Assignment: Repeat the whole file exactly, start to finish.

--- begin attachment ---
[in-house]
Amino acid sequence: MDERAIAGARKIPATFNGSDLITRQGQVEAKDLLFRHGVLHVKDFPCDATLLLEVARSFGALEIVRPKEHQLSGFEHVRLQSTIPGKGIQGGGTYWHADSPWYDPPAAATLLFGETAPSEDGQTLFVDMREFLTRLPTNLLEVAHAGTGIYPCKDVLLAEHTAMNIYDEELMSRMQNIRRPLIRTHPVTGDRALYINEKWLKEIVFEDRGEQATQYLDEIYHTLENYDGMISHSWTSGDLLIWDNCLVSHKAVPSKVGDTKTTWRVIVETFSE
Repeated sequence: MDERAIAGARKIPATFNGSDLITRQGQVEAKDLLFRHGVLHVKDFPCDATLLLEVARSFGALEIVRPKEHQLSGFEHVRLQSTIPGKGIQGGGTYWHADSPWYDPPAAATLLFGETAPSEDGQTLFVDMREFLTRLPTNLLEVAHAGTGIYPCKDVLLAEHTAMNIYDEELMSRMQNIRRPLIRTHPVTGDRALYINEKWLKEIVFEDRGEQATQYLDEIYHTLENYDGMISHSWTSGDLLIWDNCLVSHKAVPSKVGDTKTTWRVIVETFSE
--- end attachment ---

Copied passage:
[in-house]
Amino acid sequence: MDERAIAGARKIPATFNGSDLITRQGQVEAKDLLFRHGVLHVKDFPCDATLLLEVARSFGALEIVRPKEHQLSGFEHVRLQSTIPGKGIQGGGTYWHADSPWYDPPAAATLLFGETAPSEDGQTLFVDMREFLTRLPTNLLEVAHAGTGIYPCKDVLLAEHTAMNIYDEELMSRMQNIRRPLIRTHPVTGDRALYINEKWLKEIVFEDRGEQATQYLDEIYHTLENYDGMISHSWTSGDLLIWDNCLVSHKAVPSKVGDTKTTWRVIVETFSE
Repeated sequence: MDERAIAGARKIPATFNGSDLITRQGQVEAKDLLFRHGVLHVKDFPCDATLLLEVARSFGALEIVRPKEHQLSGFEHVRLQSTIPGKGIQGGGTYWHADSPWYDPPAAATLLFGETAPSEDGQTLFVDMREFLTRLPTNLLEVAHAGTGIYPCKDVLLAEHTAMNIYDEELMSRMQNIRRPLIRTHPVTGDRALYINEKWLKEIVFEDRGEQATQYLDEIYHTLENYDGMISHSWTSGDLLIWDNCLVSHKAVPSKVGDTKTTWRVIVETFSE